United Church Women
UCW History - Celebrating 50 Years of Service in 2012!
Women have played a very important part in the settling of the west and of the church. Mission work was being done in Alberta many years before the United Church was formed in 1925. When Elizabeth Barrett arrived at Whitefish Lake in 1875, she was not the first woman of the Methodist Church in what is now Alberta. That distinction belongs to two Aboriginal women. Margaret Sinclair, wife of missionary assistant Benjamin Sinclair and Jessie Mamanuwartum, wife of missionary Henry Steinhauer.
Also about 1875 George McDougall's wife Elizabeth and their daughters had worked at Victoria Mission. Soon teachers, nurses and community workers of the Woman's Missionary Society established orphanages, schools and hospitals in this developing region.
The Presbyterian women supported societies for both foreign and home missions. They established Red Deer College for Girls in 1910 and two school homes in Vegreville in 1911. The college was moved to Edmonton and renamed the "Westminster Ladies College".
A hospital was established in Vegreville by the WHMS. The Ladies Aid and the Woman's Missionary Society were also formed at this time. Another important event in the life of the church was the ordination of Lydia Gruchy. Though Lydia Gruchy graduated first in her Saskatchewan theological class, it was ten years before the United Church agreed to ordain her in 1936.
In 1953, General Council of The United Church of Canada established a committee to study women's work in the Church. The goals were to establish a united women's organization and to further full partnership of women and men in the church. The subsequent commission on the work of women in the church was of course, chaired by a man. Final approval was given to this organization , the United Church Women, at the General Council meeting held in Edmonton in 1960. The UCW officially came into being January 1, 1962. This brought together the Women's Auxiliary, the Women's Missionary Society and the Women's Federation. The 1960 General Council also took action to ensure that women could "share in a much more meaningful way in all the work of the church" by allowing them finally to participate in boards at all levels. The first Conference UCW President was Chris McElroy of Edmonton. At the National level, 300,000 women joined as charter members. Today, there are only about 38,000 members.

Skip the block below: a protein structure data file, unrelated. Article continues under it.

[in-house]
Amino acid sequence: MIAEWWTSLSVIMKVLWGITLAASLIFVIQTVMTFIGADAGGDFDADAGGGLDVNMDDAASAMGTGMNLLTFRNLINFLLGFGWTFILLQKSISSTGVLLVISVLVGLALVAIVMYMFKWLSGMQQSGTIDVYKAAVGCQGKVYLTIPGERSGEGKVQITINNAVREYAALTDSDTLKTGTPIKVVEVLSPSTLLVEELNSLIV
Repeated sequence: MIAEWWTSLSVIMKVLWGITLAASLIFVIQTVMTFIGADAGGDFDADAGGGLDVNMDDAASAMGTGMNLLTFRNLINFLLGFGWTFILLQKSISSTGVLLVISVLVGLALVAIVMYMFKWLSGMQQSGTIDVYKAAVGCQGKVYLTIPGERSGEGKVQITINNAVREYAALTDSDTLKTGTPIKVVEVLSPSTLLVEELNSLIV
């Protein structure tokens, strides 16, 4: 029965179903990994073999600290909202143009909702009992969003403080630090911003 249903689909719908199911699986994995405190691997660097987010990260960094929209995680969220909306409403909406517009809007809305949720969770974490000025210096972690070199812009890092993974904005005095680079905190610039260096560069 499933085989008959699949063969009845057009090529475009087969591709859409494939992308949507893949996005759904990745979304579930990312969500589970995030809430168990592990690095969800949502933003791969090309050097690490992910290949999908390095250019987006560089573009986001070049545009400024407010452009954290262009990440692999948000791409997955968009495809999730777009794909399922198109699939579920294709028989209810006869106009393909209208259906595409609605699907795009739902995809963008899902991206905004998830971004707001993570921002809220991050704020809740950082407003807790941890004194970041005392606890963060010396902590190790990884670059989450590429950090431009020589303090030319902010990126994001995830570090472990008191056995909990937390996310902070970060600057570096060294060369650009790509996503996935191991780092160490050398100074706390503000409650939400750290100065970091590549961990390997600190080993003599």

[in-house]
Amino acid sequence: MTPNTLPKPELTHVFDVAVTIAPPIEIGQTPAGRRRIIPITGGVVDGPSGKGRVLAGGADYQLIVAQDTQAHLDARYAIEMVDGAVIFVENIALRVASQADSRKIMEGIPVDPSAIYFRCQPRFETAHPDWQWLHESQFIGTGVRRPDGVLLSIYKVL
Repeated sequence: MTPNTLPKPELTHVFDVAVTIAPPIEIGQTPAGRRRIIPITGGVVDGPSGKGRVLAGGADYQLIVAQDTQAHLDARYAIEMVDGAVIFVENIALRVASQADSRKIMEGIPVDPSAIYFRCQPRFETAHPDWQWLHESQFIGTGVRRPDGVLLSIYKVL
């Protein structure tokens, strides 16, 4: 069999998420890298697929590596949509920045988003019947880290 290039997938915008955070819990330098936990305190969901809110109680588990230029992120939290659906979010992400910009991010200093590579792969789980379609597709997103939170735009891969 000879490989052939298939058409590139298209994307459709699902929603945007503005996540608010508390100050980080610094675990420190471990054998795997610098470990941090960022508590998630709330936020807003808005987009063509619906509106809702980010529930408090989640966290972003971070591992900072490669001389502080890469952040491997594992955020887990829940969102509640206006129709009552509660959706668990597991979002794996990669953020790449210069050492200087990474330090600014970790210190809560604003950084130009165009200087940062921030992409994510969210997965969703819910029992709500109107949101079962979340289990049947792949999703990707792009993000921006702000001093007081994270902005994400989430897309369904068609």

The purpose for this new organization became "To unite women of the congregation for the total mission of the church and to provide a medium through which we may express our loyalty and devotion to Jesus Christ in Christian witness, study, fellowship and service". Thus the UCW assumed all the tasks in the church, community and around the world previously the mandate of the WMS and WA and the Women's Federation. Society has changed since then and UCW has kept up with the times. Instead of collecting and sending mission barrels of clothing overseas , the UCW members have become very loyal supporters of the Mission and Service Fund, contributing since 1962 over $120 million dollars. Our numbers have dwindled but new women's groups under the umbrella of The Women's Ministry Network have started up in many churches. As we celebrate this wonderful milestone of 50 years, we continue our loving service, always challenged to find new ways to meet the needs of a changing society and world.
The Alberta and Northwest Conference UCW is holding their 50th anniversary celebrations on April 13 - 15, 2012 at the Stettler United Church, Stettler, AB. Our guest speakers are Rev. Dr. Fran Hare, retired minister and Janet McDonald, Executive Director of Naramata Barb Myers, Diaconal Minister is the Music Leader. We are also having 8 workshops. The cost to register is $50.00.
The National UCW 50th anniversary celebrations are being held on July 23 - 27, 2012 at Redeemer University College, Ancaster, ON. 15 workshops are being held as well as tours of the area. The guest speaker at the Banquet is the Moderator of The United Church, Mardi Tindal.
The National UCW executive is supporting a 50th anniversary project. It is the Morogoro Women's Training Centre in Tanzania. We are trying to raise 50 thousand dollars for this project. The program will train 25 women at each course and the cost is $17, 600 US. This covers travel, accommodation and food, a medical kit and a solar LED lighting system for each participant as well as the cost of instructors and materials. Maternal health is a huge problem in Africa. 50 percent of all maternal deaths happen in Africa. African woman are staggering 100 time more likely to die during childbirth than any place else in the world. Around 1,500 maternal deaths happen each and every day. Within Tanzania 80 % of child births do not happen in a hospital or clinic and are attended by traditional birth assistants with no formal training. Many of the traditional birth assistants are also involved in genital mutilation of girls and young women even though this is against Tanzanian law. The Christian Council of Tanzania teaches communities about human rights and the dangers of this danger and advocates to end female genital mutilation. This program is currently supported by the United Church of Canada and the Canadian International Development Agency.